My best idea to date is to use micropayments. We all set up an escrow account with our ISPs. When you email me, you put 1/10 of a penny into escrow, and if your email is spam, I can take your money but flaggin it within 48 hours. Even if I was malicious, and always took your money, it hard costs you anything, and eventually you simply stop emailing me. But a spammer pays 1/10 of a penny times millions. It adds up quickly. Also, since most people don't keep more then $10 in their accounts (I never have more then 50 emails outstanding in a 48 hour period), so even if there's a hiccup in the scheme, I can't lose much money. Corporatations which send to lare lists need to keep more money in escrow.
This does require a secure email system with integrated micropayments. There would be atransitional period where you'll get spam because you still need to check email from friends not-yet using this new protocol. But in the long run, this can work.
As for more immediate solutions, I fight fire with fire. A lot of spam gives a website and that website has an email address on it and/or a place to sign up. I take two spam sites and submit their email addresses to each other.
This last idea comes from a recommendation on dealing with junk mail. Whenever you get a piece of junk mail with a postage paid return envelop, be sure to send it back to them. (I like to swap contents, so I send company A's form to company B, and visa versa.) This increased thier mailing costs and discourages them--plus you feel a lot better. :-)
Ilja Preuss

Joined: Jul 11, 2001
Posts: 14112
You can also try if you find it worth the hassle.
I am using K9 (a Freeware Windows Email Proxy) to filter spam since a week and it works really well - much better than the one you get with my german email provider. Mozzilla is also known to have a very good filter.

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Jeroen Wenting
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Joined: Oct 12, 2000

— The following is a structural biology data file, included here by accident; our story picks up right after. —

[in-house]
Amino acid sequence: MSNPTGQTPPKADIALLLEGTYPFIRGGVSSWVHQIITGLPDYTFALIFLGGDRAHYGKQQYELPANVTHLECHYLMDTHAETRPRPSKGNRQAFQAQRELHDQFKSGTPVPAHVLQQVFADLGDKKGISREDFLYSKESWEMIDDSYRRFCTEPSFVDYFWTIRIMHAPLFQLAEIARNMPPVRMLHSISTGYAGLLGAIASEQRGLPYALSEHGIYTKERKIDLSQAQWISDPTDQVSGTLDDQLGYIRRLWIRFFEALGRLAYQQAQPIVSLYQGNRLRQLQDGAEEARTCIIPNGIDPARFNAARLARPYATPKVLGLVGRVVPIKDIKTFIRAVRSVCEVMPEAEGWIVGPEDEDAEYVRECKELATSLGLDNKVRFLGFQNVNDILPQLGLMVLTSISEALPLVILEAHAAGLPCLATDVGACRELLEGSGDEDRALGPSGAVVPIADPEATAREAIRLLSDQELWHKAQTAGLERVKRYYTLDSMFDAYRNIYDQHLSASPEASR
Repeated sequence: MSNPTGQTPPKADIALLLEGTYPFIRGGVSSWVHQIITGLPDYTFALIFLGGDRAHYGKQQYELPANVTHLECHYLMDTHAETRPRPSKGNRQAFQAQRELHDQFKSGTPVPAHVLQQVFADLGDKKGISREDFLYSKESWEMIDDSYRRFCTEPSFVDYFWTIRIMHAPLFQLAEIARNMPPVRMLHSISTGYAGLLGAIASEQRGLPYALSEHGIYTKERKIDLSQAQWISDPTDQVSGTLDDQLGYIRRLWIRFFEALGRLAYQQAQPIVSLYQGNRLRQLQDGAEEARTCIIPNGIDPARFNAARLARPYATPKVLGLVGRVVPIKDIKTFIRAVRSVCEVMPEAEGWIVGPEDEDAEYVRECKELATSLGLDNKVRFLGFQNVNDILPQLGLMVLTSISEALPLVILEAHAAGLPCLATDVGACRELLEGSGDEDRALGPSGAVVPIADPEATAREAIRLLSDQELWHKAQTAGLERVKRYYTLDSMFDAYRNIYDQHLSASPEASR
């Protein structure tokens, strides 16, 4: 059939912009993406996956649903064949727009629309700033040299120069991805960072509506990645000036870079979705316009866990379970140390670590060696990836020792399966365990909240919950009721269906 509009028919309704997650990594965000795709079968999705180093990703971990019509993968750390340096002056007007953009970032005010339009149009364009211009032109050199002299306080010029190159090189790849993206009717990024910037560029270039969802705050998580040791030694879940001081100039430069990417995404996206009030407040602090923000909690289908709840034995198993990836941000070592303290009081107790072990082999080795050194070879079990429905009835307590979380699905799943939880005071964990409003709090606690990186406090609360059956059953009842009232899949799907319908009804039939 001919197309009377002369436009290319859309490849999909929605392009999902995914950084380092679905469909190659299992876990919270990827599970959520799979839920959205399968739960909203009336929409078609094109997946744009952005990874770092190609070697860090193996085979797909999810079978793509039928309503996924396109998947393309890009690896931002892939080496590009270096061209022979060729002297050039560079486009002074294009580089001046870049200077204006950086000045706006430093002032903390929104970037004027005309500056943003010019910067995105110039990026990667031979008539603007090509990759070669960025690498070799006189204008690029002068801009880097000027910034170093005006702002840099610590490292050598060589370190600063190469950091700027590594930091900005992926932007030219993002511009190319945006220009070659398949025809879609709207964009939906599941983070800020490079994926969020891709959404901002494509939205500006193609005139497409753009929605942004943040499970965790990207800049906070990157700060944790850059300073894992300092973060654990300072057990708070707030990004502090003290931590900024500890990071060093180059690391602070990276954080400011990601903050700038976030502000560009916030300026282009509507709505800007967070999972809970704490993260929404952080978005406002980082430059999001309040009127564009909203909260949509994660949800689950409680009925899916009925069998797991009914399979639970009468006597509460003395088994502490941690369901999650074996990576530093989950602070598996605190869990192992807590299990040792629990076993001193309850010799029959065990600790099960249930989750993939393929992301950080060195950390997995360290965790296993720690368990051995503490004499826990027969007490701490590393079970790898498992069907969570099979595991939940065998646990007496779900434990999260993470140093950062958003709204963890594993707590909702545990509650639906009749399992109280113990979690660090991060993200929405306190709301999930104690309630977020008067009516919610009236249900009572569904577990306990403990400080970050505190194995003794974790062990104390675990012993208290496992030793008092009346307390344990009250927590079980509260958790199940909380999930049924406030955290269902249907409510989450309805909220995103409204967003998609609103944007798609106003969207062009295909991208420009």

Posts: 5093
Run your own SMTP server and block *.ru, *.cn, *.kr, *.tw, *.br, *.ar, *.yahoo, *.earthlink, *.aol, *.hotmail and *%%* (while adding some negations for people you know on those TLDs and domains).
Doing that descreased the number of spam I get from around a thousand a week to under a hundred.
If some legitimate mail gets lost in the process that's bad but people I know generally have other means to communicate with me to let me know what address to add to my whitelist.
Escrow systems won't work. What if my ISP doesn't talk to your ISP or doesn't agree to work on implementing such a system at all?
We won't be able to exchange mail...
You'd basically throw the internet email system back to the postal services such as they were in the 18th century with each ISP representing a single city in that time.
Mail services typically operated over short distances (within an ISP) only, and mail for outside that area had to wait for passing travellers going in the general direction to take with them.

Steve Fahlbusch

Joined: Sep 18, 2000
Posts: 601

Actually escrows have a quite good chance of working.
The IPS are dying for the opportunity to have the ability to perform accounting on the little packets that flow by, and thus charging back the various services to the various users (ie: why we still don't have multicast).
Jeroen Wenting
Ranch Hand

Joined: Oct 12, 2000
Posts: 5093
Oh, it WILL work within a single ISP.
What I am worried about is getting it to work across ISPs, especially if they're not in the same country.
There are enough problems getting TelCos to connect to each others' networks without horrendous surcharges.
You'd not want to pay $1 for each message you send to someone subscribing to the services of another ISP would you?
That's pretty much the situation with international phonecalls today (and in countries with several telephone networks with calls inside the country as well).
Getting worse, when calling a mobile phone the receiver has to pay if he's not operating on his own network (roaming charges). I'm sure ISPs could think of something similar for email charging as well, having the receiver pay for each incoming message from outside their own network as well as charging the sender for the privilege of sending a message to their network.
It would stop spam for a while (or at least slow it down) but it would at the same time kill mailing lists and pretty much kill off email communication as a whole faster than spam is doing it.
I agree. Here's the link:
subject: reducing spam (not just filtering it)